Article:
Take care of yourselves and each other.
It's a lesson Dora Grandjambe has been teaching young people in the community of Norman Wells, N.W.T., since school began a few days ago — but she said it applies to everyone, in the midst of an outbreak of COVID-19.
Public health officials said there were 25 active cases in the community as of Thursday and a total of 51 cases since the Sahtu region outbreak began in mid-August. They also confirmed community transmission in the town of 800 people for the first time and said waste water testing has revealed "many unidentified cases."
Grandjambe, an Indigenous languages educator, began teaching virtually for the first time on Wednesday. She said the community has become "very quiet" since people started testing positive for the virus.
The stillness is a particularly hard thing to deal with, she said, in the month of September.
Grandjambe said walking to the grocery store in "total silence" on Thursday, "not seeing any children, not hearing any laughter, not seeing anyone around" brought back memories of, at four years old, being taken away to a residential school.
"This is the month when all of us, as children, as survivors, this is a month a lot of us had a hard time with or still have a hard time with, and not truly understanding why your heart feels sad."
That's one of the reasons she's reminding people to be mindful and caring of both themselves and others. She has 58 students this year, ranging from grade 1 up to high school, and plans to call each and every one of them.
"Just to check in on them," she said.
Alcohol sales restricted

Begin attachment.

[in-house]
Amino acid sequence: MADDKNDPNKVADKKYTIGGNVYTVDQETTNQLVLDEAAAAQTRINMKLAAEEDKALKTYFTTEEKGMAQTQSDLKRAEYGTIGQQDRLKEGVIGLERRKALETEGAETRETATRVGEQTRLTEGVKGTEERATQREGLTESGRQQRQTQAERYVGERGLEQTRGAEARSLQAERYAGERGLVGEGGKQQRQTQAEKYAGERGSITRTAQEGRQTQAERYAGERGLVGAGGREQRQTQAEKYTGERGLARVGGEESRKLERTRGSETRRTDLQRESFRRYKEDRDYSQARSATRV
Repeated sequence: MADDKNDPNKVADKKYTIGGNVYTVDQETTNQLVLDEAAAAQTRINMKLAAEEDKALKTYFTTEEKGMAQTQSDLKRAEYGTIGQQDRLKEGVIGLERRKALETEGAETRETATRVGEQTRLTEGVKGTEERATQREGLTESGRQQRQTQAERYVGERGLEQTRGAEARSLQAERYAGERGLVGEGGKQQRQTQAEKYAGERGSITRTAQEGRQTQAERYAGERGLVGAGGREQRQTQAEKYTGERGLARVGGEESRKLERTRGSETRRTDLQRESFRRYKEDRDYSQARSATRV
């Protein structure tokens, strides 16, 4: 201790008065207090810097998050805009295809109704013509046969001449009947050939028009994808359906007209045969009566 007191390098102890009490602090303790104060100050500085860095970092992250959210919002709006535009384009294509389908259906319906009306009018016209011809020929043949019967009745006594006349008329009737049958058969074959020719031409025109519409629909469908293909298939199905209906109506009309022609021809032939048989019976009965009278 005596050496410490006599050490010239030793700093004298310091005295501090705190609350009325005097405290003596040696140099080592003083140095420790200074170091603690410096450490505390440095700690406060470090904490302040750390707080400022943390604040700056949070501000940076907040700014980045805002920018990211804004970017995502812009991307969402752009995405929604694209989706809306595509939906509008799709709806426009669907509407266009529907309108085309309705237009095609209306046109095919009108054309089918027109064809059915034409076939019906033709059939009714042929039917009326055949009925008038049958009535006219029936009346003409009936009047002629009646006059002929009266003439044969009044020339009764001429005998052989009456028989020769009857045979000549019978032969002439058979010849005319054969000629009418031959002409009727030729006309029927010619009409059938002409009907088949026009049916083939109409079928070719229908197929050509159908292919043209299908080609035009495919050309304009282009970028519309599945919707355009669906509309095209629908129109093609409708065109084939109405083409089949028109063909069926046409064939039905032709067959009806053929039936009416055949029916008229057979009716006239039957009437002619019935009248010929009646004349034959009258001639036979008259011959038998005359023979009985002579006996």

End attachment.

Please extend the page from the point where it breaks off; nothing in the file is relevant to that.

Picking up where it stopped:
The Town of Norman Wells announced restrictions to the sale of alcohol on Friday to try and curb the spread of COVID-19.
An amendment to the territory's liquor act, signed Sept. 2, says vendors are not allowed to sell more than $200-worth — or six 375 ml containers of spirits — to one person in a 24-hour period.
"It might quiet the town a little bit," Frank Pope, the community's mayor, told CBC News.
"We do have issues with bootleggers, people from other communities coming in, looking for supplies that they can sell, and we are just hoping that we can impact that behaviour."
Most people 'accepting' of public health measures
Pope said most people, whether they like or not, have been "accepting" of public health measures. The community is under a containment order that was extended until 11:59 p.m. on Sept. 14, and a curfew starting at 12 a.m. until 6 a.m. each night.
An assortment of vehicles, including members of law enforcement, the government and the community, are doing evening patrols "making sure people aren't sneaking into town or having parties," said Pope.
"We don't think people are taking this quite as seriously as they should and we're keeping on top of it," he said. "Just these one or two individuals seem to be causing issues."
Pope said a vaccination clinic on Thursday was well attended, and that more people are being tested for COVID-19.
"Our big concern here is the evidence of community transmission," he said.